Breed Faces No Major Challengers
The November 2019 election is less than nine months away. District Attorney candidates Suzy Loftus, Nancy Tung, Chesa Boudin and Leif Dautch are actively courting voters and endorsements. Vallie Brown, Dean Preston and Shanell Williams are doing the same in the contest for D5 Supervisor.
But San Francisco’s mayor’s race has only one major candidate: Mayor London Breed. Breed faces no serious challenger. That candidates for other offices are campaigning while no major candidate is even rumored to be considering a run against Breed is telling.
It tells me that the coast to Breed’s re-election is clear.
Breed’s victory over two strong challengers in June 2018 has left her essentially invulnerable for November. Just as Dianne Feinstein’s defeat of a recall in early 1983 paved the way for an uncontested victory that November, Breed’s triumph over the combined power of Mark Leno and Jane Kim has likely deterred a new challenger..
Breed’s Satisfied Base
Incumbent mayors are only defeated in San Francisco if they lose key parts of their original base. Art Agnos lost liberal homeowners over “Camp Agnos” at Civic Center Park. Frank Jordan’s “base” was more about voters disappointment with Agnos; their temporary loyalty to Jordan shifted to backing Willie Brown in 1995.
Agnos (1991) and Jordan (1995) are exceptions—-San Francisco typically re-elects its mayors and usually without major opposition. The last incumbent to face a major challenge was Willie Brown in 1999, and he beat Tom Ammiano by nearly 20%.
Newsom faced no major challenge in 2007. Nor did Ed Lee in 2015.
London Breed has not lost any portion of her June 2018 base. In fact, she has likely expanded her support.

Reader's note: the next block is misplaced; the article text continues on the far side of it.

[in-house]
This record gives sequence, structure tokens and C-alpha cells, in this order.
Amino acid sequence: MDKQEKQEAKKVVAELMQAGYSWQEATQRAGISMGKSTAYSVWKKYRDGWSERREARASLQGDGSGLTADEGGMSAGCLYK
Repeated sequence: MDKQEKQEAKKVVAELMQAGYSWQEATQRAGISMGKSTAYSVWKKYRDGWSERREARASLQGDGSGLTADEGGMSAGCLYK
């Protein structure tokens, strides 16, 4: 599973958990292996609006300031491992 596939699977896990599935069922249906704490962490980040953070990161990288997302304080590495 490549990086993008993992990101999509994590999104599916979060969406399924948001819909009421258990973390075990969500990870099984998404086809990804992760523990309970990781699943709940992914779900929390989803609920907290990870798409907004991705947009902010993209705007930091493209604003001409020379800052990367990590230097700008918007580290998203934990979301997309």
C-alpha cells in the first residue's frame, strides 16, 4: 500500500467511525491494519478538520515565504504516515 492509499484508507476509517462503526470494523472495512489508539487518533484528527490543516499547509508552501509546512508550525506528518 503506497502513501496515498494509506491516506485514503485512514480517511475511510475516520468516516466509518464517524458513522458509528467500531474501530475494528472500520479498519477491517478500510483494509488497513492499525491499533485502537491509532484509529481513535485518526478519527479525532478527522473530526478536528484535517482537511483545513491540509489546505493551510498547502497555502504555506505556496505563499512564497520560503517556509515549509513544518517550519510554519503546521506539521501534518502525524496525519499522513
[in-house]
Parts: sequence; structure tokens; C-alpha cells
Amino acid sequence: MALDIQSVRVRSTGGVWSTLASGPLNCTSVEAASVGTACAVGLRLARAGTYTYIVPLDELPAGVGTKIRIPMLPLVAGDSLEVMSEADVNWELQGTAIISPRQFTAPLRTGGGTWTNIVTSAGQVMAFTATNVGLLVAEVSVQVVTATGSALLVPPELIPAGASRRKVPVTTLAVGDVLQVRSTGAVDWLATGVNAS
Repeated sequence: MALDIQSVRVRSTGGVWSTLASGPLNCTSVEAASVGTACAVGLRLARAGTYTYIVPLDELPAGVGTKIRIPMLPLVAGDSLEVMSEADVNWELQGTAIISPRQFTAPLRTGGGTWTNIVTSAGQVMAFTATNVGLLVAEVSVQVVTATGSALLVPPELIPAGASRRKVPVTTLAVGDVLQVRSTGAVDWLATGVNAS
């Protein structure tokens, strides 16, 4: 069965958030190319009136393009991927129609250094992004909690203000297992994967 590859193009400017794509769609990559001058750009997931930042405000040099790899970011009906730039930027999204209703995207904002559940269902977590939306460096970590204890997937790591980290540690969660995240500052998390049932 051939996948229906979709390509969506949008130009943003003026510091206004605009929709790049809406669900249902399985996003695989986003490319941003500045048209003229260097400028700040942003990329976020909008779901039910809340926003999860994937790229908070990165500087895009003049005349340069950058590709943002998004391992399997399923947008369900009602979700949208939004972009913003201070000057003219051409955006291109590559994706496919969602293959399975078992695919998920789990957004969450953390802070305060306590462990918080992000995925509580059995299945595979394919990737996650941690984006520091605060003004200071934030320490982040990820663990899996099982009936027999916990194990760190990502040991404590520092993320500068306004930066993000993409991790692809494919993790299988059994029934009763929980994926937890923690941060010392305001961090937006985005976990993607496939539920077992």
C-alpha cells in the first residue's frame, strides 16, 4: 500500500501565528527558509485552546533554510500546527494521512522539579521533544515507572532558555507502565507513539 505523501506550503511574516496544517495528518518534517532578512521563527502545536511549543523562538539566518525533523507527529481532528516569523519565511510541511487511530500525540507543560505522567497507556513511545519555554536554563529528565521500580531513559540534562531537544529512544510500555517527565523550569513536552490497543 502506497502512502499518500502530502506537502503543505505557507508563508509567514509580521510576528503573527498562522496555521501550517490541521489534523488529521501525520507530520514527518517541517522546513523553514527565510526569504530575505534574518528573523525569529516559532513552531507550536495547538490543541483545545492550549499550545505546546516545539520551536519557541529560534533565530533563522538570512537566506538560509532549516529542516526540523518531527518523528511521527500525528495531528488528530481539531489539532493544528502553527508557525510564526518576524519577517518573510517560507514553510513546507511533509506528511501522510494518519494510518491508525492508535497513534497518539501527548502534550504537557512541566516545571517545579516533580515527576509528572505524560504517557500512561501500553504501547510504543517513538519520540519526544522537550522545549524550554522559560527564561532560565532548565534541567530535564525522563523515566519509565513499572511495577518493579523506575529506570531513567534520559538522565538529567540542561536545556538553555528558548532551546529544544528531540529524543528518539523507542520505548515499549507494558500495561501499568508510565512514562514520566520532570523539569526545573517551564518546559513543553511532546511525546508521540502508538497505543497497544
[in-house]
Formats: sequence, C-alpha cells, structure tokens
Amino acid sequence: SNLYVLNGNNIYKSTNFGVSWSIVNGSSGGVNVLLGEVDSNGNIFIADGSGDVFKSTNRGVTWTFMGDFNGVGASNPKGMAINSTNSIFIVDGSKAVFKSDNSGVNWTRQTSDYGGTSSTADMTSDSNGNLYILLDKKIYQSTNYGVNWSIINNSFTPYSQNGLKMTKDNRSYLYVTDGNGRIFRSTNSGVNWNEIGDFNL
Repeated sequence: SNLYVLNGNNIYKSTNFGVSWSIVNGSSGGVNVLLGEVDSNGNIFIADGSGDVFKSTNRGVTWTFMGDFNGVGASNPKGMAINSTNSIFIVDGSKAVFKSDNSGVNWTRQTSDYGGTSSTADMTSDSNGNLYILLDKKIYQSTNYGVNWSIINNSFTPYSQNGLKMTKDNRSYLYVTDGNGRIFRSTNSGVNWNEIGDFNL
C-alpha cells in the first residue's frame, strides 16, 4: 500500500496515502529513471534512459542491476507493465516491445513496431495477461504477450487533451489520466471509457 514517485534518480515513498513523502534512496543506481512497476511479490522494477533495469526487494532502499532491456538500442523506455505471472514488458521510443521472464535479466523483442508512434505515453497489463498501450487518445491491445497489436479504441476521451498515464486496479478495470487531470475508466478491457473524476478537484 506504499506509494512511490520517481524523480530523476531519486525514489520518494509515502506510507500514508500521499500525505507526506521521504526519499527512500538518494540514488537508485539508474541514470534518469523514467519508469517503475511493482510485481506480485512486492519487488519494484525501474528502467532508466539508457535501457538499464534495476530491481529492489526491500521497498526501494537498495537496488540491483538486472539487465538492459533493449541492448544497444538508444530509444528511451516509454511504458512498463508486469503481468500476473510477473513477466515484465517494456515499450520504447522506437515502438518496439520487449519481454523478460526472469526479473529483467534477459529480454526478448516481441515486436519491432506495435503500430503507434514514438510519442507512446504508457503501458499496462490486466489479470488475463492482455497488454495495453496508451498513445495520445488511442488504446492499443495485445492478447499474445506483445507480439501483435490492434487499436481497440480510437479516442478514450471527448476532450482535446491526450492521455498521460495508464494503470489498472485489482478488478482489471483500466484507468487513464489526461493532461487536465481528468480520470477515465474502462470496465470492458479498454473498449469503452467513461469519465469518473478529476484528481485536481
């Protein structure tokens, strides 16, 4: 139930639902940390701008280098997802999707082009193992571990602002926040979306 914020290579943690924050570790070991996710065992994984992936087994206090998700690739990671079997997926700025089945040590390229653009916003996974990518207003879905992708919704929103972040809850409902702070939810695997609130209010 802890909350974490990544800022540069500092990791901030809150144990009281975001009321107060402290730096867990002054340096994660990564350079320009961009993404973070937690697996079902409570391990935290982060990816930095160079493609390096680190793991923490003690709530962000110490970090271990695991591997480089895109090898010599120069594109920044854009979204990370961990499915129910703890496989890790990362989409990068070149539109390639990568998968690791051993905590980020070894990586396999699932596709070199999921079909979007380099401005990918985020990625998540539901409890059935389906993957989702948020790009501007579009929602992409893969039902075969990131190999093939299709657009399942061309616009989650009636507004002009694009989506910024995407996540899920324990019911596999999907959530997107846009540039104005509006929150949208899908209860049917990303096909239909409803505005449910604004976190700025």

Breed has added voters who backed Leno out of a desire to elect the city’s first gay mayor and who favored both rivals because they felt Breed lacked sufficient experience. She has also wooed the powerful Chinese-American constituency by appointing Ivy Lee to the Community College Board and Jenny Lam to the School Board.
It also seems that Mayor Breed has spent as much time attending Chinatown events as Mayor Lee. Breed did well among Chinese-American voters last June and will likely do even better in November.
No Weakness on Issues
The Breed camp knew from the start that there was only one issue that could put the mayor’s re-election in jeopardy: homelessness. And Breed has continually focused on the issue to ensure that the homeless crisis does not hurt her.
Yes, she botched the handing of Prop C by opposing the measure only days before Salesforce’s Marc Benioff went all in on the Yes side. But fortunately for the mayor the measure passed. Breed then got a gift from Sacramento with the ERAF funds, which led her to become the city’s leading champion of spending $181 million for housing and homelessness.
Breed went from opposing Prop C to being the politician in San Francisco most committed to quickly implementing it.
Breed pushed the city to replace the money held up by lawsuits challenging the less than 2/3 approval of Prop C and other measures. And when supervisors balked, Breed fought even harder for funding housing and homelessness. As a result, San Francisco’s homelesscrisis is unlikely to claim London Breed’s mayoralty as a victim.
Auto break-ins? Down. Trash on city streets? The rain makes the city look cleaner. The affordability crisis? Breed has proposed several measures including waiving building fees for ADU’s and affordable housing.
Can more be done to make San Francisco an even greater city? Absolutely. But I do not see voters eager to entrust this task to someone other than London Breed.
I assume other potential major candidates see it the same way. Which is why none are planning to run against the mayor.
Randy Shaw is Editor of Beyond Chron. His new book is Generation Priced Out: Who Gets to Live in the New Urban America.Filed under: San Francisco News